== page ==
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Protein adsorption on well-characterized polyethylene oxide brushes on gold: dependence on molecular weight and grafting density.
|Title||Protein adsorption on well-characterized polyethylene oxide brushes on gold: dependence on molecular weight and grafting density.|
|Publication Type||Journal Article|
|Year of Publication||2013|
|Authors||Taylor W, Jones RAL|
|Journal||Langmuir : the ACS journal of surfaces and colloids|
|Date Published||2013 May 21|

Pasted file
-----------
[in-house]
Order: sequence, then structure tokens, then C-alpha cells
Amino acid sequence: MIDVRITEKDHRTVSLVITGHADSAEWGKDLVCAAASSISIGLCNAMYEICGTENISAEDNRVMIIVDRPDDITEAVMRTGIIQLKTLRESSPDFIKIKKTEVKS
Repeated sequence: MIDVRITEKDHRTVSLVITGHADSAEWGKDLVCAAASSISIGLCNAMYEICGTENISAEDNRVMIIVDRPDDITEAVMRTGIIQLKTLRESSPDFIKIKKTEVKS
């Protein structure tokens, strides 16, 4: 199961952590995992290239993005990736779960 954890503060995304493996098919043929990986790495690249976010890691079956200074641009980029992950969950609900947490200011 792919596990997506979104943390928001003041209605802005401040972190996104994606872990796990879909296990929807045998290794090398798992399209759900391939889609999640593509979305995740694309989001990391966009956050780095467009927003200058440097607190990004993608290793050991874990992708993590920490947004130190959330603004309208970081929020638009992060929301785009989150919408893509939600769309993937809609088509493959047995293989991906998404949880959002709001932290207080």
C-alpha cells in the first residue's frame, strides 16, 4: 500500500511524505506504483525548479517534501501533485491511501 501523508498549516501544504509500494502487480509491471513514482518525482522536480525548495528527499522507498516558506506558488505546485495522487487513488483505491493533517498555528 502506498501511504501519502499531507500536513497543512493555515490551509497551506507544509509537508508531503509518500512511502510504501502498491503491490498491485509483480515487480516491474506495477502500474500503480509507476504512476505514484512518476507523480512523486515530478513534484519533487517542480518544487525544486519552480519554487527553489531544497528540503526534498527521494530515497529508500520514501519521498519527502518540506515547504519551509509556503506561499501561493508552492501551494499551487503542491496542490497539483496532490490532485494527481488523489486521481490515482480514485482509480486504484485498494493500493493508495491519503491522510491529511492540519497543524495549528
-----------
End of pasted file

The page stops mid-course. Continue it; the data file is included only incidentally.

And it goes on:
The adsorption of lysozyme protein was measured ex situ on well-characterized gold surfaces coated by end-tethered polyethylene oxide brushes of various molecular weights and controlled grafting densities. The adsorbed amount of protein for different molecular weight brushes was found to collapse onto one master curve when plotted against brush coverage. We interpret this relationship in terms of a model involving site-blocking of the adsorption of proteins at the substrate and discuss the role of the physical attraction of PEO segments to gold. We account for our observation of a simple exponential relationship between protein adsorption and normalized brush coverage with a simple protein adsorption model. In contrast to other studies in similar systems, we do not observe protein adsorption on brushes at high grafting density, and we suggest that this discrepancy may be due to the solubility effects of salt upon the brushes, influencing their protein binding affinity, in the limit of high grafting density and high brush volume fraction.